Kinematic Analysis of Human Movement
By: Laurence Cheze (author)Hardback
1 - 2 weeks availability
After a quick survey of the famous pioneers of human movement analysis and the actual needs in different domains, this book presents the main types of systems available on the market (with the pros and cons), and then details the most widely used: the optoelectronic systems using passive markers. The theoretical background for joint kinematics calculation is explained, specifying the international standardization for parameters reports. One chapter is dedicated to measurement errors and their management, followed by several applications, mostly in the clinical field.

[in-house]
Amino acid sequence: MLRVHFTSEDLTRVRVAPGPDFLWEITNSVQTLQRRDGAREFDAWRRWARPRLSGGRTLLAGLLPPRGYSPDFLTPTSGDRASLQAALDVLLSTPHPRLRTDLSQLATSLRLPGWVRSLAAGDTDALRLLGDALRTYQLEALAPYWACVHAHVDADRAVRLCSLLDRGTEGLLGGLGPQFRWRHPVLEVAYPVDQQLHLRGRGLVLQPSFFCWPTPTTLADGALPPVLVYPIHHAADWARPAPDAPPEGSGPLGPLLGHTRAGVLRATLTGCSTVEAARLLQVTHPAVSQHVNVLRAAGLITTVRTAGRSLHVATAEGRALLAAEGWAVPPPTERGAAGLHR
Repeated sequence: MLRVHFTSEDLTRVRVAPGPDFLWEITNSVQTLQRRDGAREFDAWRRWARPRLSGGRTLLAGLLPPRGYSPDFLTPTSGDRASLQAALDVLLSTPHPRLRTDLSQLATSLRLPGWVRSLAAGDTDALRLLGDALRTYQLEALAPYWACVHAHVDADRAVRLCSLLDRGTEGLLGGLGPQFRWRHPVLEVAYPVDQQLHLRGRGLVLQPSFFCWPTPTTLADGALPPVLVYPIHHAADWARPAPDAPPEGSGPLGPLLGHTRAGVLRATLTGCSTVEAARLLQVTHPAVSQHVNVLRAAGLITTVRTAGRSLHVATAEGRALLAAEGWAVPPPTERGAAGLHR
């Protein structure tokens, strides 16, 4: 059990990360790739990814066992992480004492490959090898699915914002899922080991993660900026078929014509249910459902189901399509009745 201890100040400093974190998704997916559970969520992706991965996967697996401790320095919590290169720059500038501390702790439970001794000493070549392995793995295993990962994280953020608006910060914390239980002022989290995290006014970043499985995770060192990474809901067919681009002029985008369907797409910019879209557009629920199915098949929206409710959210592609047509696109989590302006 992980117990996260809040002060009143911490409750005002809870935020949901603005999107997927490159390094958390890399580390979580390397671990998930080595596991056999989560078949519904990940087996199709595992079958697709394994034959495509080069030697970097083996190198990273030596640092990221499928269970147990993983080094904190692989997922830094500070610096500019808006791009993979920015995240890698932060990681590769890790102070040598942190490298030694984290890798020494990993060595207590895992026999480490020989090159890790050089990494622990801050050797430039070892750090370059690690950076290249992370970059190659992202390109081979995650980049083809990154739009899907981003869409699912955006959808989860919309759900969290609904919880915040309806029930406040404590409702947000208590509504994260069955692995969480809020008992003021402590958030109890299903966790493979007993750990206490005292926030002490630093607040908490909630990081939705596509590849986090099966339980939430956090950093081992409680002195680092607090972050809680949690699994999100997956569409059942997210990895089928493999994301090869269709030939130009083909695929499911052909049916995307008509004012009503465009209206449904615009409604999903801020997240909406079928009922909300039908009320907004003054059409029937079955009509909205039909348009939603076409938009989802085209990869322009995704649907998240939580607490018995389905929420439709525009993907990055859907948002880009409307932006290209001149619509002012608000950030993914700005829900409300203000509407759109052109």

FOREWORD ix CHAPTER 1. INTRODUCTION AND STATE OF THE ART 1 1.1. Historical benchmarks 2 1.2. Current needs in different domains 9 1.2.1. Simulation of movement in ergonomics 9 1.2.2. The command of humanoid robots 11 1.2.3. The analysis of sporting movements 13 1.2.4. Clinical applications of movement analysis 14 CHAPTER 2. THE DIFFERENT MOVEMENT ANALYSIS DEVICES AVAILABLE ON THE MARKET 17 2.1. Which tools for different applications? 17 2.2. Optical capture systems and passive tags 24 2.2.1. Working principle of an optical system with passive markers 24 2.2.2. Implementation steps of an experimental protocol using this type of system 30 CHAPTER 3. FROM MEASUREMENT TO INTERPRETATION 35 3.1. The different parameters 35 3.2. Recommendations by the International Society of Biomechanics to standardize the presentation of joint angles 49 3.3. Joint translations or displacements 54 CHAPTER 4. ERRORS IN MEASUREMENT 59 4.1. Instrumental errors 59 4.2. Experimental errors 60 4.2.1. Soft tissue artifacts 61 4.3. Error in locating anatomical landmarks 68 4.3.1. Assessment 68 4.3.2. Sensitivity of joint kinematics to these errors 71 CHAPTER 5. SOME CLINICAL APPLICATIONS 73 5.1. Evolution of biomechanical parameters of gait in infants, from first steps to 7 years old 74 5.1.1. Materials and methods 74 5.1.2. Results and discussion 76 5.2. Upper limb, assessment of functional movements 81 5.3. Mobility of a healthy cervical spine 87 5.3.1. Materials and methods 87 5.3.2. Results and discussion 91 5.4. Changes in the three-dimensional kinematics of the knee with medial compartment arthrosis 94 5.4.1. Materials and methods 95 5.4.2. Results and discussion 99 CONCLUSION AND FUTURE PERSPECTIVES 103 BIBLIOGRAPHY 107 INDEX 129
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